Parents want information, but I’m afraid educrats are too used to seeing these results and don’t know how to provide them in a helpful manner and manage to both under and overestimate parents at the same time.

So while educators, policy wonks and social scientists debate the validity of various assessment measurement methods (which I’ll follow with interest), I would like the state to improve its communication to the parents. Perhaps it should start by having some parents help out.

Hospitals, school districts benefit from open data

St. Louis Children's Hospital

Driving home the other day I heard a discussion on NPR Talk of the Nation about putting hospital statistics online so people can compare them. I immediately thought that if one substituted the word schools for hospitals the discussion would be the same.

Challenges of comparing high-risk patients to low-risk patients. Check.
Hospitals not being eager to provide data. Check.
Benefits of openness and transparency. Check.
Need to put checks in to prevent hospitals from gaming the system. Check.

The show concluded by the experts agreeing that this is an important but still small first step in accountability, openness and transparency. The biggest benefit comes not from patients being able to compare hospitals but from hospitals sending staff to high-scoring ones to learn from them.

In that spirit, if I were a superintendent in the St. Louis metropolitan area, I would send someone to Fox to find out why they have the highest percentage of free and reduced lunch students in the St. Louis area scoring at proficient or advanced in both math and communications MAP scores.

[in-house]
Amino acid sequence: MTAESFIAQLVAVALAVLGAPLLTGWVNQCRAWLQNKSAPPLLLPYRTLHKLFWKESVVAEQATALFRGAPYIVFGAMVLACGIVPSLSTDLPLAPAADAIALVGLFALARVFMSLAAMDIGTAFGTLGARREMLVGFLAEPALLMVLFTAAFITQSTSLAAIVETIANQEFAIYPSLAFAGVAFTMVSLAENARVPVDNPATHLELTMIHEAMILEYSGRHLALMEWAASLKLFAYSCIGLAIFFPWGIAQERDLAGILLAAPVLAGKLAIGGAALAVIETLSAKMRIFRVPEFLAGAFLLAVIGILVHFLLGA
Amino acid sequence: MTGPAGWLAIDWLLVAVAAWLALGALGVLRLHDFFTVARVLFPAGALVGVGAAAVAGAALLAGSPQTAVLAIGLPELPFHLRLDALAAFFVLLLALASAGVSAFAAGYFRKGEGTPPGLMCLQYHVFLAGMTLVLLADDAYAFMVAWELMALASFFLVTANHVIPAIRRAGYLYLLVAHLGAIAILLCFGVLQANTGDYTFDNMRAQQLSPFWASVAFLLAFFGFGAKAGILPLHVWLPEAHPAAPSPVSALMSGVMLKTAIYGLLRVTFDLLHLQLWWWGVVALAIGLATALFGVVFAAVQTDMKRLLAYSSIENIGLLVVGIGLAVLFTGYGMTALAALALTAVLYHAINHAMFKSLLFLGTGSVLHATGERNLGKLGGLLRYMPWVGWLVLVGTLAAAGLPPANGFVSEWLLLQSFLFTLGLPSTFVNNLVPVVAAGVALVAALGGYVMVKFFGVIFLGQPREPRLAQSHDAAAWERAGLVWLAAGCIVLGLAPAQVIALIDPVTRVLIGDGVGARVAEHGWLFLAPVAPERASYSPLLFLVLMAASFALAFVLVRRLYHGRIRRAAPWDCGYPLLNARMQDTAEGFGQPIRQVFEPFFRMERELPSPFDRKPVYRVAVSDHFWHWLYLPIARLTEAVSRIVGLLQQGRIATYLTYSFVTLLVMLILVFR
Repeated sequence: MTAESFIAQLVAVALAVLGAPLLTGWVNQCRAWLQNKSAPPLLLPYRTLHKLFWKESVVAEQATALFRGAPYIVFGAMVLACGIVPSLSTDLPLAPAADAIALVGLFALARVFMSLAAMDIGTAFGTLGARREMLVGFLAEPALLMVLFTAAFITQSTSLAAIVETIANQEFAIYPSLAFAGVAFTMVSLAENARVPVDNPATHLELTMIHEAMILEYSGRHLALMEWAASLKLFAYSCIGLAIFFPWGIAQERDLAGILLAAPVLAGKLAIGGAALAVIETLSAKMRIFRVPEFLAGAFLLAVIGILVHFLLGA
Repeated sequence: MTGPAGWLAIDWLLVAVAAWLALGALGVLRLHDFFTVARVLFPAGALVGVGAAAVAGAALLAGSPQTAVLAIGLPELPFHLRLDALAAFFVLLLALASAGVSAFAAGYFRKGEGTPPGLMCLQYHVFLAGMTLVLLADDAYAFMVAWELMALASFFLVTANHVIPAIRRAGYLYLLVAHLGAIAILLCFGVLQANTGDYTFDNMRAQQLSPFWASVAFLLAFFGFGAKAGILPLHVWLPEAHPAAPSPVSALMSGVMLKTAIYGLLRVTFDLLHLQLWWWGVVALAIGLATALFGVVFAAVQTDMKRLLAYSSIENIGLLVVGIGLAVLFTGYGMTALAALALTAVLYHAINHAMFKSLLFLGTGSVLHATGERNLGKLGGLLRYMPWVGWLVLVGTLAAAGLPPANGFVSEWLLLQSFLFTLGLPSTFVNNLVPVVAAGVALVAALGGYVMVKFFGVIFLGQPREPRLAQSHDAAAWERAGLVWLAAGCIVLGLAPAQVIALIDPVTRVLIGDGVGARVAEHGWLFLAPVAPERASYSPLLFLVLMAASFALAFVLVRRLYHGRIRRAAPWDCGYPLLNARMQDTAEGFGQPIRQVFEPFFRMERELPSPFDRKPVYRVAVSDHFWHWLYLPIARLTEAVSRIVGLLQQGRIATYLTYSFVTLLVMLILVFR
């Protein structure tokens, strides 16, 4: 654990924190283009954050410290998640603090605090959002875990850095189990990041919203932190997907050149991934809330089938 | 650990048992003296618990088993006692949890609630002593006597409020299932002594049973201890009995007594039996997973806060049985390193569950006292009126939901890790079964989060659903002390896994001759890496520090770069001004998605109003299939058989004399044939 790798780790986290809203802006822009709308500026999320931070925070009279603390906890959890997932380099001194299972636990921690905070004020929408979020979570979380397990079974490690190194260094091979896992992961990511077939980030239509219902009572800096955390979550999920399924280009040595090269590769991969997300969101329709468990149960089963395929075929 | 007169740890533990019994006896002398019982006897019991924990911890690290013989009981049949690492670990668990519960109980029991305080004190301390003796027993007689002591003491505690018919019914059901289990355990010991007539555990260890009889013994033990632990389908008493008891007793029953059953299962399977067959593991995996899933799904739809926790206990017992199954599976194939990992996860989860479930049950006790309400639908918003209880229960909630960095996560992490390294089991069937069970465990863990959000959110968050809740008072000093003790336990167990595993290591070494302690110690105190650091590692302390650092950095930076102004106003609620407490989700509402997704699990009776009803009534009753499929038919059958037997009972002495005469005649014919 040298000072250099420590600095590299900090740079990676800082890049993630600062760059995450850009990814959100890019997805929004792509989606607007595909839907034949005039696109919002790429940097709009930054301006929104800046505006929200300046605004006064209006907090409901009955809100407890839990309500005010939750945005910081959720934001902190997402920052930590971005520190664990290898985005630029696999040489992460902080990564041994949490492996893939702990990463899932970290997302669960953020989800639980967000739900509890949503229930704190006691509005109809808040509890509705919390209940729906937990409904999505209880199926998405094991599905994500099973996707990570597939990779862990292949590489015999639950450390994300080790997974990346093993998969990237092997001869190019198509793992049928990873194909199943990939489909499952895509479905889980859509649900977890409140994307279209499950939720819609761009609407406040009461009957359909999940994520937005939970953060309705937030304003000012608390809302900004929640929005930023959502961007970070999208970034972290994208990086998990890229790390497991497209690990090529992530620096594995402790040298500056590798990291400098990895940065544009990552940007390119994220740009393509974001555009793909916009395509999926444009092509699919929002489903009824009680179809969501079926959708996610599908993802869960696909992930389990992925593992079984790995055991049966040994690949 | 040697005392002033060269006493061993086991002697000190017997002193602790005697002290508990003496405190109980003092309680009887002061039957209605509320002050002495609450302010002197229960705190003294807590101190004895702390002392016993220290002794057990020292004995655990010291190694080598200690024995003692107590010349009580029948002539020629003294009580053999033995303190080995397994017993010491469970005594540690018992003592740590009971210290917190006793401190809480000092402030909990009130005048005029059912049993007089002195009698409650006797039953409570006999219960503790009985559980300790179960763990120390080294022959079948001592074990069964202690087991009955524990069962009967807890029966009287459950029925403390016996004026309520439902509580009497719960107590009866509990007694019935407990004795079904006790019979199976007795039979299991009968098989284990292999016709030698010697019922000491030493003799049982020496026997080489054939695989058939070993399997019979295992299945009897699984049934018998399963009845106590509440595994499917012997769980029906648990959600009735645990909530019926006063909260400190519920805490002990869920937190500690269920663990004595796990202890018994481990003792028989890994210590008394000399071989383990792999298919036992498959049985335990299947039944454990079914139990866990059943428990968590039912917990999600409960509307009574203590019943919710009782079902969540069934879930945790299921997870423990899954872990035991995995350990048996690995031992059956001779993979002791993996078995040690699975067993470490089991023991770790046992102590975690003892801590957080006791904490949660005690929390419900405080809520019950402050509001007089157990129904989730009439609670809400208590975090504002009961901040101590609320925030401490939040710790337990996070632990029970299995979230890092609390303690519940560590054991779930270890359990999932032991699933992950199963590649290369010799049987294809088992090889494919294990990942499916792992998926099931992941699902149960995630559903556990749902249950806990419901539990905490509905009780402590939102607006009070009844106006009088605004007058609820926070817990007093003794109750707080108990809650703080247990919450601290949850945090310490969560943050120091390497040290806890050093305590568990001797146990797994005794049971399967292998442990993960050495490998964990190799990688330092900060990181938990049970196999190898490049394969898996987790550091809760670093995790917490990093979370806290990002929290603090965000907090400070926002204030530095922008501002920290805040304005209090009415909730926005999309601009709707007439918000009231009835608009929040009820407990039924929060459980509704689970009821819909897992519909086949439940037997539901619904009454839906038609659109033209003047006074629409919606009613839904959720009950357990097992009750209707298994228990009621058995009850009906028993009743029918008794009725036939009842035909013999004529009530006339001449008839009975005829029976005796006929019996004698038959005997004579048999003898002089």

I chose this picture because I liked it and Children’s is, unfortunately, the hospital I have used the most often as I have three children. The website focuses on acute care and doesn’t include pediatric hospitals like Children’s or Cardinal Glennon even though it has a section for children’s asthma.

How are those charter schools doing?

University Academy
University Academy charter school in Kansas City

Charter schools seem to be all the rage today—among policy wonks, politicians like Mayor Francis Slay and libertarian think tanks. Unfortunately, here in St. Louis the results have not been encouraging for African-American parents.

Here are the 10 schools that had the lowest percentage of black students scoring proficient or advanced (+growth) on the communications portion of the 2008 MAP. The number of students is the number of black students reportable, which I included to show size.

# students
Prof/Adv + Growth































What do all 10 schools have in common? They are all charter schools and all test below Wellston, a St. Louis County district which lost accreditation (24.4). They also test well below the SLPS at 31.4.

To be fair, there are some successful charter schools. Academie Lafayette in Kansas City boasts the third highest rate in the state at 66.3. It’s a French Immersion school. Another charter that is doing well is University Academy, a college prep charter school in Kansas City (49.7).

Confluence Academies in St. Louis came in at 38.4, St. Louis Charter School at 35.2, Paideia at 27.4 and Lift for Life at 26.9. The county schools ranged from upper 30s to 50 with Fox at a much higher 71.4, tied for highest in the state. (Worthy of further research!)